Advocacy E-News

December 16, 2019

 

FCC UNANIMOUSLY APPROVES PROPOSAL FOR NEW 3-DIGIT NUMBER AS SUICIDE PREVENTION HOTLINE

The Federal Communications Commission is moving ahead with plans to designate a three-digit number to reach the National Suicide Prevention Hotline: 988. The five-member commission unanimously voted on Thursday to approve the proposal, which is now open for public comment, and start the rulemaking process. The proposal requires carriers to implement 988 as a national suicide prevention hotline within an 18-month timeframe.

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HOUSE PASSES DEMOCRATS’ BILL TO TAMP DOWN DRUG PRICES

A U.S. House Democrat bill that would give Medicare the authority to negotiate prescription drug prices and provide new benefits for seniors was passed Thursday in a 230-192 vote along party lines. The AARP is among the groups that support the bill, while the pharmaceutical industry strongly opposes it.

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HEALTHCARE GROUPS NAME REGIONAL CENTERS FOR FIVE-YEAR MENTAL HEALTH INITIATIVE

A report published last month by Milliman, a global actuarial and consulting firm, found that the current state of mental health and substance use treatment in America is getting worse. Results showed that patients were much more likely to resort to “out-of-network” providers for behavioral health treatment than for other conditions. To overcome these issues, the national committee has identified five priorities to transform behavioral healthcare and improve access to necessary early detection and appropriate treatment. These best practices include:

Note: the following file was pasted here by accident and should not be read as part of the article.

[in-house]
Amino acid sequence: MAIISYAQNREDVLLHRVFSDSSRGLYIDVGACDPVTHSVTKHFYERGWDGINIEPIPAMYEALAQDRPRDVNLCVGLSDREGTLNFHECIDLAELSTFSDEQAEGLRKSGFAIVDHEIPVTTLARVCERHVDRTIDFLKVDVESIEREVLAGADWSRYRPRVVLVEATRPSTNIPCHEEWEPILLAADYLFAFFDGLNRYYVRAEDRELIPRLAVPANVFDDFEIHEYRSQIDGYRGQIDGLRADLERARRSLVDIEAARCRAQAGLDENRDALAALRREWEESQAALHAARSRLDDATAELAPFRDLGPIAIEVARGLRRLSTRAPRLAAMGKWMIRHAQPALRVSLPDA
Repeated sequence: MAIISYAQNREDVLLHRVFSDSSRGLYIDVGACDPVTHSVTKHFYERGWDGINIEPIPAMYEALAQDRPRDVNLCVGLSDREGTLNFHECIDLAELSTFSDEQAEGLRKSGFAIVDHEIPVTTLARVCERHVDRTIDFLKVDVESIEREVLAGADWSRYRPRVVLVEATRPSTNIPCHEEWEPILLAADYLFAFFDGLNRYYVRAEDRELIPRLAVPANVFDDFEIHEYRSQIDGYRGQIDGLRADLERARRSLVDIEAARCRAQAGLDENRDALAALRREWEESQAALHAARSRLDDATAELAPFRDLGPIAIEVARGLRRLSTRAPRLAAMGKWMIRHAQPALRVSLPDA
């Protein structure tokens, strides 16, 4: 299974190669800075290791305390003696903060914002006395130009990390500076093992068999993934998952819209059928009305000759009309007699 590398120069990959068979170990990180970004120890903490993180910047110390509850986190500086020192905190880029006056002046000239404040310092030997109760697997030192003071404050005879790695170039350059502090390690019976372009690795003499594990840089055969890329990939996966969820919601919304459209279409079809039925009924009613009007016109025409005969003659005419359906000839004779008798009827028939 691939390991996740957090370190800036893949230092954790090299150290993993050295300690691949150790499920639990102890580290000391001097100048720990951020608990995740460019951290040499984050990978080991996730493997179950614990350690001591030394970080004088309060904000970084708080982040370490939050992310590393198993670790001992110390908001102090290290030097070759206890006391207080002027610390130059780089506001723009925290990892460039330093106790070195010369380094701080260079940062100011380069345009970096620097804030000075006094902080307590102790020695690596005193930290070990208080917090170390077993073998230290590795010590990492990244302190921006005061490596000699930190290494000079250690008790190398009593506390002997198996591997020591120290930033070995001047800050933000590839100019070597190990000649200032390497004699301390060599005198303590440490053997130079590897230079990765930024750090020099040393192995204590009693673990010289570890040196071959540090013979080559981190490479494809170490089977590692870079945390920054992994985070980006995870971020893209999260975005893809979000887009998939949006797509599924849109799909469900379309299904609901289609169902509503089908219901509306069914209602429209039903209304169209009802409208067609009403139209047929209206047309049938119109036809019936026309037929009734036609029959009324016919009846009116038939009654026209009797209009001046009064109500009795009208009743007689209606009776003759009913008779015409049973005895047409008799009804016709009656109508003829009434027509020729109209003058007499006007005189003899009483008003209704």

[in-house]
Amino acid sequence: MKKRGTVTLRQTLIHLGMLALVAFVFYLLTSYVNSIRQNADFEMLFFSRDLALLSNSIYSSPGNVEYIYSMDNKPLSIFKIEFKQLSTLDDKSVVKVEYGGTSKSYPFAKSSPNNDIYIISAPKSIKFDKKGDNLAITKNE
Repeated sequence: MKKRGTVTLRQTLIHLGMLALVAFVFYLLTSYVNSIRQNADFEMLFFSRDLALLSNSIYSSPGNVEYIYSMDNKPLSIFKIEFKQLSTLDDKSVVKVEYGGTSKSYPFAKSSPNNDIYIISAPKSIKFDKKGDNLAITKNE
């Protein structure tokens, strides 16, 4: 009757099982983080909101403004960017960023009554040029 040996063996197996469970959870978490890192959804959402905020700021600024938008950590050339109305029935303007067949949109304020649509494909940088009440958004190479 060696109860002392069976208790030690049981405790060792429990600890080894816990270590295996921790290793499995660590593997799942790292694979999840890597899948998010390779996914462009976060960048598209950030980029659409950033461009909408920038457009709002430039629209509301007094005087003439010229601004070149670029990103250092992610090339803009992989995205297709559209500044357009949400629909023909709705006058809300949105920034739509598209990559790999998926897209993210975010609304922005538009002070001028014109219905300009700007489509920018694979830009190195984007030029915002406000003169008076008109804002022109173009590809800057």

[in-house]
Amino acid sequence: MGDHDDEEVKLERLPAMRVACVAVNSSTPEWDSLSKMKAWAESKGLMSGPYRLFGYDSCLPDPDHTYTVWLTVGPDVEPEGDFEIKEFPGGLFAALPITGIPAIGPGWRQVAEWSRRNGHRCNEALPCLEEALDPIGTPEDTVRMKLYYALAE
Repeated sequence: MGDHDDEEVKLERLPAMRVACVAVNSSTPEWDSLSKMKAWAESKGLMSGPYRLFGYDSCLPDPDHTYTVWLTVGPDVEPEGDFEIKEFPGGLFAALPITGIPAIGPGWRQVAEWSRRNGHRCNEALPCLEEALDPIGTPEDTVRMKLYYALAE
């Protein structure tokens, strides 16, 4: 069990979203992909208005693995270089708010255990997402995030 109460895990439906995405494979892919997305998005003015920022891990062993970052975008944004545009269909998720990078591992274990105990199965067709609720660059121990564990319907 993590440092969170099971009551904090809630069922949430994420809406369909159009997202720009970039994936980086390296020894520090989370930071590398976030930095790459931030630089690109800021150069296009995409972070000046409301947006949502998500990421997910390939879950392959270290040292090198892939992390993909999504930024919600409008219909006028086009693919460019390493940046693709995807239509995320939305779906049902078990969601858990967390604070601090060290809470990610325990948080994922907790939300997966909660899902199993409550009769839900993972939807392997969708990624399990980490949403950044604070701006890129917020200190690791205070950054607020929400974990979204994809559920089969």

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Download the Milliman report

 

FEDERAL WATCHDOG QUESTIONS BILLIONS OF DOLLARS PAID TO PRIVATE MEDICARE PLANS

A new report from the inspector general’s office criticized insurers for overstating patients’ illnesses without adequate documentation to obtain more federal money. The report found that almost half of the insurers received higher payments for patient illnesses, although there was no documentation that medical care for those conditions had been provided.

Go to the NY Times story

 

NJHA STUDY: HERE ARE N.J.’S MOST VULNERABLE ZIP CODES WHEN LOOKING AT HEALTH

The most vulnerable communities in terms of health are centered around New Jersey’s largest cities, according to a new study and database by the New Jersey Hospital Association. The not-for-profit trade organization said it examined 20 factors including access to health services, chronic conditions, lack of prenatal care, housing, food access, education, income, employment and more to determine the most and lease vulnerable zip codes in the Garden State.

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